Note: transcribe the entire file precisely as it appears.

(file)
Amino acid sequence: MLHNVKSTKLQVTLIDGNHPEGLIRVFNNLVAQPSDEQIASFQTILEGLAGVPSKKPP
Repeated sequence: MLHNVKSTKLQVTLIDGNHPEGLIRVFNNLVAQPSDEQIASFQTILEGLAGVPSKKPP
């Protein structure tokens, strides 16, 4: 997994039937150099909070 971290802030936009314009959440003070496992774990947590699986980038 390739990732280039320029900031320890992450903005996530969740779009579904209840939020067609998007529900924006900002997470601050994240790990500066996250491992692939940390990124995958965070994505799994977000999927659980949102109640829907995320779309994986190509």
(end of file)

Amino acid sequence: MLHNVKSTKLQVTLIDGNHPEGLIRVFNNLVAQPSDEQIASFQTILEGLAGVPSKKPP
Repeated sequence: MLHNVKSTKLQVTLIDGNHPEGLIRVFNNLVAQPSDEQIASFQTILEGLAGVPSKKPP
């Protein structure tokens, strides 16, 4: 997994039937150099909070 971290802030936009314009959440003070496992774990947590699986980038 390739990732280039320029900031320890992450903005996530969740779009579904209840939020067609998007529900924006900002997470601050994240790990500066996250491992692939940390990124995958965070994505799994977000999927659980949102109640829907995320779309994986190509």